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The White Plague by Frank Herbert

The White Plague (original 1982; edition 2007)

by Frank Herbert (Author)

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1,511208,284 (3.51)58
A warm day in Dublin, a crowded street corner. Suddenly, a car-bomb explodes, killing and injuring scores of innocent people.From the second-floor window of a building across the street, a visiting American watches, helpless, as his beloved wife and children are sacrificed in the heat and fire of someone else's cause.From this shocking beginning, the author of the phenomenal Dune series has created a masterpiece.The White Plague is a marvelous and terrifyingly plausible blend of fiction and visionary theme. It tells of one man's revenge, of the man watching from the window who is pushed over the edge of sanity by the senseless murder of his family and who, reappearing several months later as the so-called Madman, unleashes a terrible vengeance upon the human race. For John Roe O'Neill is a molecular biologist who has the knowledge, and now the motivation, to devise and disseminate a genetically carried plague-a plague to which, like those that scourged mankind centuries ago, there is no antidote, but one that zeros in, unerringly and fatally, on women. As the world slowly recognizes the reality of peril, as its politicians and scientists strive desperately to save themselves and their society from the prospect of human extinction, so does Frank Herbert grapple with one of the great themes of contemporary life: the enormous dangers that lurk at the dark edges of science.The White Plague is a prophetic, believable, and utterly compelling novel.… (more)
Title:The White Plague
Authors:Frank Herbert (Author)
Info:Tor Books (2007), Edition: First, 450 pages
Collections:Your library

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The White Plague by Frank Herbert (1982)


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» See also 58 mentions

English (17)  French (1)  Dutch (1)  Hungarian (1)  All languages (20)
Showing 1-5 of 17 (next | show all)
Reading about this man-made plague right now wasn't too bad as the plague in this book kills all the women, which is worse than what we are currently dealing with. John O'Neill is in Dublin with his wife and twins when they are killed in an IRA terrorist bombing. He goes back home and comes up with the worst revenge he can think of - a plague targeted at Ireland, England and Libya (who he sees as all part of the bombing) that kills only women. Of course, a plague like this can spread beyond a country's borders, and soon the world is in a race to cure the plague and prevent the end of the world. I liked it, but it wasn't quite a 4* read for me; there are only three female characters of note and there was a lot of arguing about Catholicism in Ireland which dragged a bit. I think it would be really neat to have a post-apocalyptic book describing how things continued in a world where the man to woman ratio is ~10,000 to 1. ( )
  LisaMorr | Mar 28, 2020 |
This standalone SF story depicts a scientist's reaction to an act of terrorism. The breathtaking scope of this scientist's response amps up terror to extreme levels. ( )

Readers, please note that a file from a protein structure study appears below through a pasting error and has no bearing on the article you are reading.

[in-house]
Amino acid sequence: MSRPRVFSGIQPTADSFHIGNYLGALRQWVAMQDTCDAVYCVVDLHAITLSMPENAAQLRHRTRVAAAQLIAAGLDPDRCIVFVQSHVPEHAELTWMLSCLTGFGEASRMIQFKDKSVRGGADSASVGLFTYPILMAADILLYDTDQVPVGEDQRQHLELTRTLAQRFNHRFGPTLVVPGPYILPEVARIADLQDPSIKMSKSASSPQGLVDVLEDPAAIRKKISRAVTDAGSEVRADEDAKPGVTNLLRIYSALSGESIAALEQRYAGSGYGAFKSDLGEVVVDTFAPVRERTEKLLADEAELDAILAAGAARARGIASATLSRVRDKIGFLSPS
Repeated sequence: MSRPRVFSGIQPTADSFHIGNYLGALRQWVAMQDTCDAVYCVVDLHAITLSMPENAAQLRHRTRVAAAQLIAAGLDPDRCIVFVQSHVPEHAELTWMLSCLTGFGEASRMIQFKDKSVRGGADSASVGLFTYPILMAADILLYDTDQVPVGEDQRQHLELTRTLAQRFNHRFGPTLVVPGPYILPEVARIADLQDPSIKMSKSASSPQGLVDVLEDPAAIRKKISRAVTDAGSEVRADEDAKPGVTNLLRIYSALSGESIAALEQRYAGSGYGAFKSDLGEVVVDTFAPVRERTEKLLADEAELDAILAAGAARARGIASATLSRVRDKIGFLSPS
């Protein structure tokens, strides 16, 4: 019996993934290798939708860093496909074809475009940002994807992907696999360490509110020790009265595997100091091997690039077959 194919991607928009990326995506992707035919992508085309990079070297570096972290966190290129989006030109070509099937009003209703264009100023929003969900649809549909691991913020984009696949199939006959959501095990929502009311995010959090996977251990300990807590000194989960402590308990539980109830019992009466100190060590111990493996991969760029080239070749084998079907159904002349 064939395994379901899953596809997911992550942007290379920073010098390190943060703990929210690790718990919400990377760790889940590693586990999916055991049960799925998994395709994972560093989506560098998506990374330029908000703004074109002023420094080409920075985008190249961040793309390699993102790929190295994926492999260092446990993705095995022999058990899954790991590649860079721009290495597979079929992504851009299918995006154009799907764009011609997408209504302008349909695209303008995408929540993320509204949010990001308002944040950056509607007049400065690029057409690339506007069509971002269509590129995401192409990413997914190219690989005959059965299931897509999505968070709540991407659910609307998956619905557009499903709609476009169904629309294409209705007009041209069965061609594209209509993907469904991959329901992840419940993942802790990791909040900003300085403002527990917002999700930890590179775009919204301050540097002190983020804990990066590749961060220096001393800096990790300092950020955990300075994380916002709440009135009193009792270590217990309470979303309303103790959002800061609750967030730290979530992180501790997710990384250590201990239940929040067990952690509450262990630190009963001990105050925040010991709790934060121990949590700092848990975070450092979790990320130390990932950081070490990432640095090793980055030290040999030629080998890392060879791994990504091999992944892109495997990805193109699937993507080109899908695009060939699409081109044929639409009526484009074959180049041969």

JoniMFisher | Sep 19, 2019 |
I read this book a few times over the years and it really is one of the first books I read about global terrorism. ( )
  SA_Jane | Feb 18, 2017 |
scifi ( )
  BookstoogeLT | Dec 10, 2016 |
When American scientist John O'Reilly and his family are in Ireland for a few months, a bomb goes off and his wife and two kids are killed. Something switches in his head and he wants revenge. He is able to create a plague that only kills women. He unleashes it in three countries, but it quickly spreads throughout the world.

It was ok. I thought the beginning and end were much better (for keeping me interested), but most of the middle part of the story dragged for me. The book was told from many different points of view, and there were a lot of characters to figure out. There were political and religious musings that weren't as interesting to me. ( )
  LibraryCin | Jul 24, 2016 |
Showing 1-5 of 17 (next | show all)
These are the trappings of a Graham Greene moral thriller, but Herbert moves them into the arena of science fiction with some frightening speculations on medical warfare and some chilling ideas about the future imperfect, a hazardous place even without the threat of a nuclear holocaust.
added by Shortride | editTime, Peter Stoler (Nov 15, 1982)

» Add other authors (7 possible)

Author nameRoleType of authorWork?Status
Frank Herbertprimary authorall editionscalculated
Brick, ScottNarratorsecondary authorsome editionsconfirmed
Echevarria, AbeCover artistsecondary authorsome editionsconfirmed
Youll, StephenCover artistsecondary authorsome editionsconfirmed

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for his years of friendship
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It was an ordinary gray British Ford, the spartan economy model with right-hand drive customary in Ireland.
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